Julia SullivanMarch 17, 2021
First, spinach had its heyday in the early aughts. Then kale became trendy (remember when people would throw kale in the oven and have the audacity to call it chips?!), and now cauliflower is having a moment.
The next type of produce that’s poised for fad-dom? Bok choy.
“Like other leafy green vegetables, bok choy is a rich source of antioxidants, such as vitamin C and vitamin A,” explains nutritionist Jennifer McDaniel, RDN. She notes that bok choy contains a trove of heart-healthy and potentially cancer-preventing and bone-building benefits. The list really goes on, making it an all-around veggie powerhouse.
And while McDaniel adds that bok choy is in the cabbage family, don’t let that categorization fool you. Unlike cabbage’s semi-bland, watery taste and texture (no shade to cabbage, but it had to be said), bok choy contains two very unique different bites in a single plant.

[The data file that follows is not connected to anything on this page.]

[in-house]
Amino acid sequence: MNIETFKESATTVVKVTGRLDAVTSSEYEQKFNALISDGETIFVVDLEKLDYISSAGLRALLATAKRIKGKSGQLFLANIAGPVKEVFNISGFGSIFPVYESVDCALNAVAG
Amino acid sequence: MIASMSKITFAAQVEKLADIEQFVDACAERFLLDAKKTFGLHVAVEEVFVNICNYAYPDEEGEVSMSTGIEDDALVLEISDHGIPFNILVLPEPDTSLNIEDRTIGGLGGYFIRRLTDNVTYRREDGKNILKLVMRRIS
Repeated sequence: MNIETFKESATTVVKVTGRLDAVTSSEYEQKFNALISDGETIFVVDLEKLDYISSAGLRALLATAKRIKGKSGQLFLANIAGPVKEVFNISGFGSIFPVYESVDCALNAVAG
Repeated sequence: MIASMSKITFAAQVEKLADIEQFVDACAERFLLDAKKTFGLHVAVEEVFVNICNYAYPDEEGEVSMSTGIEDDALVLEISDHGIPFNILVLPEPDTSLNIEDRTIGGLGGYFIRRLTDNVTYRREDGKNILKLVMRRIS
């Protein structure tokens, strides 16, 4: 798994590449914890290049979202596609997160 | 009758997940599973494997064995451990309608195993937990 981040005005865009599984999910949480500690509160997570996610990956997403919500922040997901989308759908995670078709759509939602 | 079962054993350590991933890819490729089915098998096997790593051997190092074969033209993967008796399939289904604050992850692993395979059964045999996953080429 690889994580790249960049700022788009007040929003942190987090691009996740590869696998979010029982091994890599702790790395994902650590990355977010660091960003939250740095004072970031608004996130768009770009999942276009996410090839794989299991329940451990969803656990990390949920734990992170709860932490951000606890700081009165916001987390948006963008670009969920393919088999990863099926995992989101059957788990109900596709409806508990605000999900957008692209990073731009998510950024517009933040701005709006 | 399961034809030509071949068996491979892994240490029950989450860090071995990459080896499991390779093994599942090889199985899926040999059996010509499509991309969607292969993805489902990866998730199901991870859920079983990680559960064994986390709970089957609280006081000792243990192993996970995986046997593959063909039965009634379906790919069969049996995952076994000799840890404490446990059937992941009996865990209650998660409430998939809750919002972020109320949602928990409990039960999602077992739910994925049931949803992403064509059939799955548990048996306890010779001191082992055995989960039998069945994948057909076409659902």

“The dark, velvety leafy greens have an earthy flavor, while the white stalks, while less flavorful, have a crisp, crunchy bite when eaten raw,” McDaniel explains. “Both pair well with a variety of vegetables, as well as oyster sauce, soy sauce, and sesame oil.”
New to the bok choy bandwagon? We’ve got you covered. Here’s everything you need to know about this multi-use vegetable—and how best to prepare it.
Where Bok Choy Comes From
Hailing from China originally, bok choy falls under the Brassica cabbage family, which also includes kale, turnips, mustard, and broccoli. As far as its connection to the United States and other western countries, you have immigrants to thank for that. When Chinese populations settled in California in the 1800s, they brought their crops (including bok choy) with them, according to the Real Food Encyclopedia.